Rejection is a powerful experience


Rejection is a powerful experience.

Inside of us are longings for acceptance and worth.  We want to matter to someone or something.  We want to feel loved by another individual.  We want to feel valuable to a company, organization, or church.  We want to have a sense of true belonging.

Rejection shakes those pursuits.  It causes us to question our core.

I have seen individuals wrestle in the wake of rejection.  I have counseled people in the emotional aftermath of a job loss or breakup.  A person fell in love only to find one day the other person decides to end the relationship.   A man works at a company for twenty-five years only to show up to his job one day and be informed that he is fired.  A parent tries to repair a damaged relationship with a child only to be scorned.

There are numerous reasons we don’t like rejection.  There is a loss of control as rejection is not up to us but rather up to someone else.  It is a blow to our ego in that we are viewed as not adequate.  It shakes our courage as we put ourselves out there only to have our emotions dashed.  It hinders our trust by causing us to question the relationship or the possibility of a future one.

As I think about this common human experience, a few thoughts come to mind.

  • Christ understands rejection. Jesus was rejected by his closest friends.  The cross was an experience of abandonment and rejection.  He was alone.  He was forsaken.  In the midst of our rejection, we can find one who fully understands these emotions.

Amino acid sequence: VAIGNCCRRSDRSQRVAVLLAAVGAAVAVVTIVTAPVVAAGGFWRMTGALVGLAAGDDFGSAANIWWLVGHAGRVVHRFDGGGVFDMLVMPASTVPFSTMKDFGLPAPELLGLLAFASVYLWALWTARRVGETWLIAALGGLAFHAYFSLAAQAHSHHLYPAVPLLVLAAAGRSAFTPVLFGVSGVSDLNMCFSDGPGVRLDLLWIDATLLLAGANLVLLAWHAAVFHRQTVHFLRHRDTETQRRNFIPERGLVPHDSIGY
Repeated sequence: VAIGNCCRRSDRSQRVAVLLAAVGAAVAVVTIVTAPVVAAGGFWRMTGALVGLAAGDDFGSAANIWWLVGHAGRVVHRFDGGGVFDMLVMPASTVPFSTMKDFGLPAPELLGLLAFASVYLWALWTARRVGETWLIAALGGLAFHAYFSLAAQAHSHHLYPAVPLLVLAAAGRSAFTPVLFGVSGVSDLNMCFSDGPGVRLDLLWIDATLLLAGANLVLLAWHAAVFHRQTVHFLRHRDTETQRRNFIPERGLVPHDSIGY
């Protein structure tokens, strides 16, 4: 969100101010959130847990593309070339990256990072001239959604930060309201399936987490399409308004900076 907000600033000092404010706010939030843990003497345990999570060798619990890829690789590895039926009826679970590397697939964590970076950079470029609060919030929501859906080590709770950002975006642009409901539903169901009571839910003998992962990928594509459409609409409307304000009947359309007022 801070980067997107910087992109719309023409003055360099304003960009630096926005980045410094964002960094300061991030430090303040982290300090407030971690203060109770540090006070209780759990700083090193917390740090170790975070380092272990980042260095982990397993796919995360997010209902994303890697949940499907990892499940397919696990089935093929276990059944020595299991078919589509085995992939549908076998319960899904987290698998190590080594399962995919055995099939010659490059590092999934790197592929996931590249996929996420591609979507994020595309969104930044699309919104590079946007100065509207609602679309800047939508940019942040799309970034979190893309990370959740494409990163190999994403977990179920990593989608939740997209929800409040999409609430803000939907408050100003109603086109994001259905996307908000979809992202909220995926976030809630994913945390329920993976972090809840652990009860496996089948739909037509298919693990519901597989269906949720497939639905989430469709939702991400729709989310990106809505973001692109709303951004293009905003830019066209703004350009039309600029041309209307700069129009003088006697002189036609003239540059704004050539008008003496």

• Rejection is NOT the final word. Jesus died.  Jesus rose from the grave.  Even though rejection surrounded his death, it did not have the final word.  Hope emerged from his death.  Oftentimes the moment of rejection feels like the end of the world.  It is not.  There is hope that emerges on the other side as new relationships are formed and new opportunities are opened.
  • Rejection is not absolute. Loneliness and frustration are normal.  However, they are not the true reality as believers.  We might feel alone.  In truth, we are never alone.  The hope of the cross is the promise that we will never be forsaken.  God is with us in these emotions.

Rejection is part of life.  However, it is not the essence of our life – that is found in Christ Jesus who absorbed the rejection of the world in its totality and flipped it on its head by extending grace to the very ones who abandoned him.  Christ brought redemption from the pain of rejection.  And so, for us, there is always hope even and especially in the midst of these experiences.



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